- Opportunities in southern periphery
- Average rental prices rising in Spain for past 18 months
- Berlin currently a residential investment hotspot
Investing in residential property to let in Europe is not for the fainthearted. In principle you can buy in every member country of the European Union by virtue of the open market policy, but in reality there are many differences to navigate, especially the buying process and taxation regimes - not to mention the difficulties of managing a property from a distance and the currency risks.
Moreover, the days of opportunity - when apartments could be snapped up for bargain prices in emerging eastern and central Europe - have largely passed.
And a number of European markets are tainted by conflict and political fears that call any investment potential into question: Russia, the Baltics and Turkey, to name but three.
On the plus side, UK investors can benefit from a strong pound, which is at its highest value relative to the euro for eight years. If the euro stages a comeback that would mean potential capital appreciation and an increased rental yield for sterling-denominated investments; however, it also means that euro-denominated mortgages will be more expensive to service.
In truth, Europe's property market has been fairly insipid since the financial crash. And as Ray Withers, chief executive of investment company Property Frontiers, points out, the strength of the UK market, with its severe housing shortage, has diverted attention away from Europe for now.
'You can get yields of 6-7 per cent in Manchester or Liverpool currently, compared to 3-4 per cent in Berlin, for example, so it's inevitable that people are going to look closer to home,' he explains.
The main interest in Europe currently will be where higher capital appreciation is available, says Withers. Knight Frank's Global House Price index shows that prices actually fell in a number of key European markets last year, including France, Spain, Italy and Poland; Greece and Cyprus, both popular among holiday home buyers, fared even worse.
RECOVERY IN SPAIN
However, Kate Everett-Allen, from Knight Frank's international residential research team, points out in a recent note that some markets are performing strongly, with Turkey, Ireland, Luxembourg and Estonia all registering double-digit growth over 12 months.
Sweden, Norway, Hungary and Germany also fared well, while Spain appears to have finally turned the corner: 'Prices in Spain are now rising at their fastest rate in six years, due in part to improved mortgage lending.'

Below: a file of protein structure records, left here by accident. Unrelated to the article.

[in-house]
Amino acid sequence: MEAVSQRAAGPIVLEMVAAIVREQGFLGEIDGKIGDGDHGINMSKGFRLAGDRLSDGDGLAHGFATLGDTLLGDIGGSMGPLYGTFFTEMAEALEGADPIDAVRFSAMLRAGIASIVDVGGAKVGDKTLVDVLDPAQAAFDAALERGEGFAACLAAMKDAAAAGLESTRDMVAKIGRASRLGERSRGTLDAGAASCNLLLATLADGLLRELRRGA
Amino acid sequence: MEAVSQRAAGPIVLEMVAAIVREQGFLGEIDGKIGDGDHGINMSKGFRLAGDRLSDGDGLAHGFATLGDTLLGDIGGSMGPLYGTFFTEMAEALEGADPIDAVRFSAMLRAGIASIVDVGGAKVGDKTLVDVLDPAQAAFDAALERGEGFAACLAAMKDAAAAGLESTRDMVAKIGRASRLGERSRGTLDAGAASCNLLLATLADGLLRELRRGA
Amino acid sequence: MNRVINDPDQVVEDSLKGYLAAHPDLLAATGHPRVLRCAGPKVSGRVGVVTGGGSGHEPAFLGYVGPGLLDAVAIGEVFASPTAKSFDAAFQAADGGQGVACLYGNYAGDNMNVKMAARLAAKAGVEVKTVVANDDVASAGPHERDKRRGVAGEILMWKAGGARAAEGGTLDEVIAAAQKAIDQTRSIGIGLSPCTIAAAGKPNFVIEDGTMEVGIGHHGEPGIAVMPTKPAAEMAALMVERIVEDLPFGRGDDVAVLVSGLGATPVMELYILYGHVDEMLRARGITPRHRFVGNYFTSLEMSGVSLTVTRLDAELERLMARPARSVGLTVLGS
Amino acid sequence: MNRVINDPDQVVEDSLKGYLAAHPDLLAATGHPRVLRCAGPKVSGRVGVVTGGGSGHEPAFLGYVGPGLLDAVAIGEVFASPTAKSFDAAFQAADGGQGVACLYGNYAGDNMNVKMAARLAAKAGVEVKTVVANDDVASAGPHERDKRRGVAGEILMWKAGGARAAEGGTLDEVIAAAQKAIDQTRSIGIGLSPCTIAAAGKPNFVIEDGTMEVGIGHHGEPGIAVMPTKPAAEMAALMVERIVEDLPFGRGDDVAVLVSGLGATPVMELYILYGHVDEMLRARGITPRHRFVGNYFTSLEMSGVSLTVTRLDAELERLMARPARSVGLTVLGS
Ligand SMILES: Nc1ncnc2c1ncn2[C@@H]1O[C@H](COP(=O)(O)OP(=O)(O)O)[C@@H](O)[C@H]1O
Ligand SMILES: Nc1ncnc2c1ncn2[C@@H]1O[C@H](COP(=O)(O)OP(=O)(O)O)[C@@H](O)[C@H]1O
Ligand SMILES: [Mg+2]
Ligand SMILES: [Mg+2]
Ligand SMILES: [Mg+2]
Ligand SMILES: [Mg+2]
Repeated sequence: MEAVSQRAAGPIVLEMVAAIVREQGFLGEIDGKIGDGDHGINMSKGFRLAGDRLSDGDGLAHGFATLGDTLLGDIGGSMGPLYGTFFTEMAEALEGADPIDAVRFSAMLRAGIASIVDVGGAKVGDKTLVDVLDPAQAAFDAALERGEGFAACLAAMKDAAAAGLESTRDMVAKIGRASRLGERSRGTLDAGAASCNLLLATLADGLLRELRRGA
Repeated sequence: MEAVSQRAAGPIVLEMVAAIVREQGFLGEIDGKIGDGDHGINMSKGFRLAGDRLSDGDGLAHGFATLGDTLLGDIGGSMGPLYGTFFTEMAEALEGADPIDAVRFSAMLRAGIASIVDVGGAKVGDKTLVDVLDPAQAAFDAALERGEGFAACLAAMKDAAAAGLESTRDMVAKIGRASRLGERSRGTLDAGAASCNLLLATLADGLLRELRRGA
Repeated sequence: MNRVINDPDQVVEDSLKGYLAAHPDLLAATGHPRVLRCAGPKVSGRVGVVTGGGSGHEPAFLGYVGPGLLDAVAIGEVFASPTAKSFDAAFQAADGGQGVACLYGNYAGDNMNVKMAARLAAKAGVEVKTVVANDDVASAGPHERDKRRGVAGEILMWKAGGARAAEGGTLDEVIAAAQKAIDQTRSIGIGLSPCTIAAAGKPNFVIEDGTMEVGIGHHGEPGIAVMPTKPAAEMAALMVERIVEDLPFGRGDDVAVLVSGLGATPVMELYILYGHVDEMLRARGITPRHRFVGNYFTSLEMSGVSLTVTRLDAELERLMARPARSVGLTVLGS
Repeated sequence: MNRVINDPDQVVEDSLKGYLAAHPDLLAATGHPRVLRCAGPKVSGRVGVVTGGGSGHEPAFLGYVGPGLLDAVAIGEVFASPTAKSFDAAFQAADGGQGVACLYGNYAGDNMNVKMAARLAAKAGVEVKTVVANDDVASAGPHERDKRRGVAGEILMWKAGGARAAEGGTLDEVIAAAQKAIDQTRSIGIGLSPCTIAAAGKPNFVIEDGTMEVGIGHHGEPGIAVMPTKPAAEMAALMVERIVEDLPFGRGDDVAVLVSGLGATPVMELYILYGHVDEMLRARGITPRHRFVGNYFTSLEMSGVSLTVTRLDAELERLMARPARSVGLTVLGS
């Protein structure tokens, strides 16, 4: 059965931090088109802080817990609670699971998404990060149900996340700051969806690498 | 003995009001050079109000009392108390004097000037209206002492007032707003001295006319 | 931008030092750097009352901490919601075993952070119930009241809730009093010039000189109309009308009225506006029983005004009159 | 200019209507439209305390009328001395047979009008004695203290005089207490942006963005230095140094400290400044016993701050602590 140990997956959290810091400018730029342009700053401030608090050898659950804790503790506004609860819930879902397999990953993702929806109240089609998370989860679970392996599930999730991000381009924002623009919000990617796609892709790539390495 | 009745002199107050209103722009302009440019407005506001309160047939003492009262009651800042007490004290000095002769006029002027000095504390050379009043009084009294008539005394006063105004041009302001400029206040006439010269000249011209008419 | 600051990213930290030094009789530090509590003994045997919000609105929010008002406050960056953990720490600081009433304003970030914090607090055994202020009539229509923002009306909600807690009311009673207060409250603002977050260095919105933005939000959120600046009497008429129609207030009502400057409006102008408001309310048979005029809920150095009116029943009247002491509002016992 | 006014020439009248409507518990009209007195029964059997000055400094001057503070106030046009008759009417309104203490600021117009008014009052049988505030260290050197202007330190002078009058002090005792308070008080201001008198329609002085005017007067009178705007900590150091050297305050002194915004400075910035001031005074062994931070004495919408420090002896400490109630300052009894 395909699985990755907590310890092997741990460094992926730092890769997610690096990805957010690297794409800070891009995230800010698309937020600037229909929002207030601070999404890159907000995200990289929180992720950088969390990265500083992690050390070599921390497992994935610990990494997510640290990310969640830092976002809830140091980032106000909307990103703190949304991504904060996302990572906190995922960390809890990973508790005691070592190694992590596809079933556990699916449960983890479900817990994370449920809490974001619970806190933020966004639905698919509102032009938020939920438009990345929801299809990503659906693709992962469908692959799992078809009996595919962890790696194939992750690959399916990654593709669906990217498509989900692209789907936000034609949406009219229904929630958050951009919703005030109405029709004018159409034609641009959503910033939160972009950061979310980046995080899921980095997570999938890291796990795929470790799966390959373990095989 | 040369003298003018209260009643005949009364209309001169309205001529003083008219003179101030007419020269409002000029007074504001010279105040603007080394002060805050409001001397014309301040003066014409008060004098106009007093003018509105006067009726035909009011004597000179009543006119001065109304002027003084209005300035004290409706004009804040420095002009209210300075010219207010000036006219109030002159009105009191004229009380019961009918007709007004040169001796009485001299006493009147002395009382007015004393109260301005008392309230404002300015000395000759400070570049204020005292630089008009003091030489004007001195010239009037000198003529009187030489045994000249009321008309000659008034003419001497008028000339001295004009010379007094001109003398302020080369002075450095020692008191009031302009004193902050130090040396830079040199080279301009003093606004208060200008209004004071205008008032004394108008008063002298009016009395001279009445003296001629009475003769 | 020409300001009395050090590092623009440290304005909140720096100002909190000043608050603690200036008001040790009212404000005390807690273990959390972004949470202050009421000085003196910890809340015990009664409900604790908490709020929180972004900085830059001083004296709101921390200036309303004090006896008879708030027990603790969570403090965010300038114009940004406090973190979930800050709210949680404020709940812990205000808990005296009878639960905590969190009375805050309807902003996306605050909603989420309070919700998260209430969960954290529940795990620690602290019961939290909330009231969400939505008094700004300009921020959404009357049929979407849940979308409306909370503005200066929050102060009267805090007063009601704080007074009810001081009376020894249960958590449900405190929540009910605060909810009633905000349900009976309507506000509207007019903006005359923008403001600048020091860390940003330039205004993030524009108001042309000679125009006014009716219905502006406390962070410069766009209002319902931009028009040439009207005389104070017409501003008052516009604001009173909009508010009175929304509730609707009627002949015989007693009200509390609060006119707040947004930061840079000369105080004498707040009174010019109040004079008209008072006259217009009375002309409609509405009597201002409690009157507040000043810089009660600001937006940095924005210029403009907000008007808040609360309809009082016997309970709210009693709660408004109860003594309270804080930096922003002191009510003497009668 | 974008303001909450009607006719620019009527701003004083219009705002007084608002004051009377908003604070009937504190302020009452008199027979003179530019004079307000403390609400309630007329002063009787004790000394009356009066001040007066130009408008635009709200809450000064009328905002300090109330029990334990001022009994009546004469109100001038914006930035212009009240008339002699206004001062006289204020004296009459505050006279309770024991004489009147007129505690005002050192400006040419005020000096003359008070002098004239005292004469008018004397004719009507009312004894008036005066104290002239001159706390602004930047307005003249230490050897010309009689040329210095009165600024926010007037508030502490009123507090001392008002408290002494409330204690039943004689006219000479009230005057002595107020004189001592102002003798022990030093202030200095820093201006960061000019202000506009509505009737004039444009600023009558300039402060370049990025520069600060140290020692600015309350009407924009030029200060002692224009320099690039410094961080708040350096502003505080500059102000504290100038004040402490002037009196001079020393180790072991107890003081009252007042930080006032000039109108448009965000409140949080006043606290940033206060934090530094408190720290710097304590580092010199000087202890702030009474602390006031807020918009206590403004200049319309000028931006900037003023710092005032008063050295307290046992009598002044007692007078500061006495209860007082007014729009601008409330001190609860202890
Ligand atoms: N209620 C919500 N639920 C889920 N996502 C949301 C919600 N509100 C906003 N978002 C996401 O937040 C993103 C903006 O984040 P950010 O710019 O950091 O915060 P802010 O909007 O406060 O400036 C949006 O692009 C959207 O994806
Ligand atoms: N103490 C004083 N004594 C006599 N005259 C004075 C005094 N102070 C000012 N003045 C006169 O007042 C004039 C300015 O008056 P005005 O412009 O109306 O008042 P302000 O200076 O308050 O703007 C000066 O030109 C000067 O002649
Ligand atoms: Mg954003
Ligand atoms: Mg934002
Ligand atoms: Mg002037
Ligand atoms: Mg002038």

This comment is echoed by Spain-based estate agency Lucas Fox, which says that the recovery in prices is now being matched by a recovery in rentals.
'Rental trends across Lucas Fox's Spanish property markets show a consistent trend: average rental prices peaked in early 2008 and fell steadily until the middle of 2013. For the past 18 months, average rental prices have been adjusting upwards slightly in Barcelona, Valencia, Malaga (which includes Marbella), and Madrid.'
The Emerging Trends in Real Estate Europe report by PWC and the Urban Land Institute identified Madrid as Europe's third most attractive city to invest in, with Barcelona at number 13. George Soros and Chinese investment group Dalian Wanda are among those targeting Madrid, it says.
However, top of the PWC/ULI list - which covers commercial as well as residential property investment - is Berlin. Berlin has been of interest to private investors over a number of years for two main reasons.
It offered rental properties at seemingly giveaway prices - at one stage you could have bought a small apartment block in east Berlin for the price of a London flat - and its rental market is steady and legally robust.
Underpinning Berlin's attraction as a buy-to-let destination is a growing population, up 41,000 in the year to mid-2014 according to one estimate. Prices over the same period rose by 7.4 per cent.
Rents have also been increasing steadily in Berlin and throughout Germany since the financial crisis, but this has now prompted the government to introduce a rent 'brake', which Berlin will be the first to implement in full and which would limit the potential upside for investors.
Germany as a whole should be of great interest to any investor wanting to spread their wings beyond the UK.
German estate agency Engel & Völkers highlights the attraction of Dresden as an investment target, pointing out that prices for newbuild apartments have risen by 47 per cent in the past five years, compared to 33 per cent in Berlin and 30 per cent nationally. Prices in Dresden average €2,800 (£2,037) per square metre, compared to €3,850 in Berlin.
Finally, if you are looking for an investment location that's in Europe but closer to home, Dublin may be worthy of consideration. 'Prices have been going up quickly and it has already made a strong recovery from the financial crisis. Yields are fine, but the main opportunity is capital appreciation,' says Withers.